Advice for before the hairdressing service is performed:
  • A complete and in-depth consultation should occur before the product is applied.
    • If a hair dye is going to be used, a patch test should be performed 48 hours before the service
    • If a bleach, chemical straightening, or perm product is to be used, a strand test should be performed to ensure your hair can withstand the process and achieve the look you desire without compromising the quality too much.
  • You should understand what product will be used and why. You should then explain this to the client and advise if there are any alternatives.
  • You should inform the client of the down sides of the service, (e.g: After a bleaching process the hair may be substantially weaker, dry, and may become harder to comb and feel damaged).
  • You should inform the Client how long the product should be be in contact with the skin or hair?
    • Give them a time of how long this will take.
  • Advise the client If they feel any discomfort or pain, they need to tell you immediately and you will act straight away to remove the product.
  • Advise on aftercare.


If you visited a doctor and was given a course of medication you would think that doctor very unprofessional (and possibly dangerous) if they did not explain the side effects of the treatment they advised you to take.

As the doctor is responsible for the medication you take, you the professional hairdresser is responsible for the outcome of the service you are going to perform.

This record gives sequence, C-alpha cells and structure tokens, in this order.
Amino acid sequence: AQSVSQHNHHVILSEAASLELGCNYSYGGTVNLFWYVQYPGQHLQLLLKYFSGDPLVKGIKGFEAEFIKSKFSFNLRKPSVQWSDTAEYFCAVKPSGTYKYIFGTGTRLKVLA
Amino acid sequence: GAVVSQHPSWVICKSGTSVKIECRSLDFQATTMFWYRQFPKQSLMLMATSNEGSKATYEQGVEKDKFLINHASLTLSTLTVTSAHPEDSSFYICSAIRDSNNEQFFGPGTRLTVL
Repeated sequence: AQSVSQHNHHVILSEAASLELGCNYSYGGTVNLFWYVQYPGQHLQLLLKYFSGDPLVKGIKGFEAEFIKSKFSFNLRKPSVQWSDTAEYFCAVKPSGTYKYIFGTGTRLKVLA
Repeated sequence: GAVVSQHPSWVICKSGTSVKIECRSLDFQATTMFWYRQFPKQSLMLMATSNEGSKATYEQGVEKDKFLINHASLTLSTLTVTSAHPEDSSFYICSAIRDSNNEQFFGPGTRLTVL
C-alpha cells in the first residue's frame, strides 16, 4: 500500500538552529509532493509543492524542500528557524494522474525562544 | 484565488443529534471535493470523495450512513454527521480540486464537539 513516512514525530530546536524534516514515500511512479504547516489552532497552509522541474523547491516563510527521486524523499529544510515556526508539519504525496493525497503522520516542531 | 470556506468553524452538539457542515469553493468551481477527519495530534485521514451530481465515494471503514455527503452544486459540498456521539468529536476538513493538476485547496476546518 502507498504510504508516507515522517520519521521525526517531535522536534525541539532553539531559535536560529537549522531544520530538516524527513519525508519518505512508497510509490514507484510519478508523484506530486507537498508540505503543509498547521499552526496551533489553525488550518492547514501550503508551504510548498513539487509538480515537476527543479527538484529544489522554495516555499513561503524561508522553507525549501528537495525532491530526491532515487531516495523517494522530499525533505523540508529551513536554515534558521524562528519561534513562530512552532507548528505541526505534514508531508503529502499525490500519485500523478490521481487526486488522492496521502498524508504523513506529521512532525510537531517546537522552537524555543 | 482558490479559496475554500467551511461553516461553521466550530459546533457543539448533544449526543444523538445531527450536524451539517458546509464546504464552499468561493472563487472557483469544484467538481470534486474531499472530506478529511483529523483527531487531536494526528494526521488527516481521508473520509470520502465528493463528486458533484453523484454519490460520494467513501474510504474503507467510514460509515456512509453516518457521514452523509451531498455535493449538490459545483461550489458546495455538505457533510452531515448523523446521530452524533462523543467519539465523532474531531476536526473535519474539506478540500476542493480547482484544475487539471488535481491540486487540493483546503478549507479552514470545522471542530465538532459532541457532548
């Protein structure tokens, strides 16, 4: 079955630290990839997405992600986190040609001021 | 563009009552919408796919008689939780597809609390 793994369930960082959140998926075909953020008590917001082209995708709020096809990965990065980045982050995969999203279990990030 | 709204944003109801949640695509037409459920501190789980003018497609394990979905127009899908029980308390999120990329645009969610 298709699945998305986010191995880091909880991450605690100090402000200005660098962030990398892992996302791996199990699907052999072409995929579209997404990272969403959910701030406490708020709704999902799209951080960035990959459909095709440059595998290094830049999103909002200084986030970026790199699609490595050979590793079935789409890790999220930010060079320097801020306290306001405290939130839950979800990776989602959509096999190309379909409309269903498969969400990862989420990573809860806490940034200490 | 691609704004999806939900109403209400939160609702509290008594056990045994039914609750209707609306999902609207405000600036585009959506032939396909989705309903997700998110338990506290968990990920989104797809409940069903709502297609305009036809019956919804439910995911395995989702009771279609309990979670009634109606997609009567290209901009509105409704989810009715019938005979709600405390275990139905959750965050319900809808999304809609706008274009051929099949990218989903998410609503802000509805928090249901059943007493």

There are governmental standards for hairdressing services which advise you to:

• Test appropriately   • Record the test outcome   • Explain/Discuss the outcome of the test with your client.

What does this mean?

Testing appropriately is to ensure the product/service you are going to use is first and foremost safe for the person and secondly that it is appropriate for the service you have advised.

What is an appropriate test?

Tests are there for the hairdresser to gather information about the person and their hair, if you forego testing, you forego giving yourself valuable information that could prove important in your choice of what can be used on that person.

There are several tests available for hairdresser to use to ascertain different aspects of hair/scalp health:

  • Strand test
  • Patch test
  • Elasticity test
  • Incompatibility test
  • Porosity test

To ensure safety for your client you should not only adhere to manufacturer’s instructions

Strand test: this test is used to ascertain how well the hair will cope with the chemical process you are planning to use. A strand test will help

  • Determine if the hair will withstand the bleach or a perming process
  • Determine if you are lifting the hair, that it will lift to the level you want in the allotted time manufacturers advise.


For a strand test to be valid you must perform the service in accordance with the test you have carried out. EG: if you strand test the hair for 45 min with a bleach mixed with 6% hydrogen peroxide, you then cannot use a bleach using 9% peroxide for 50 min as this is a different process than the one you have tested.

Every time you process the hair you should strand test as the hair composition has changed from the last chemical process.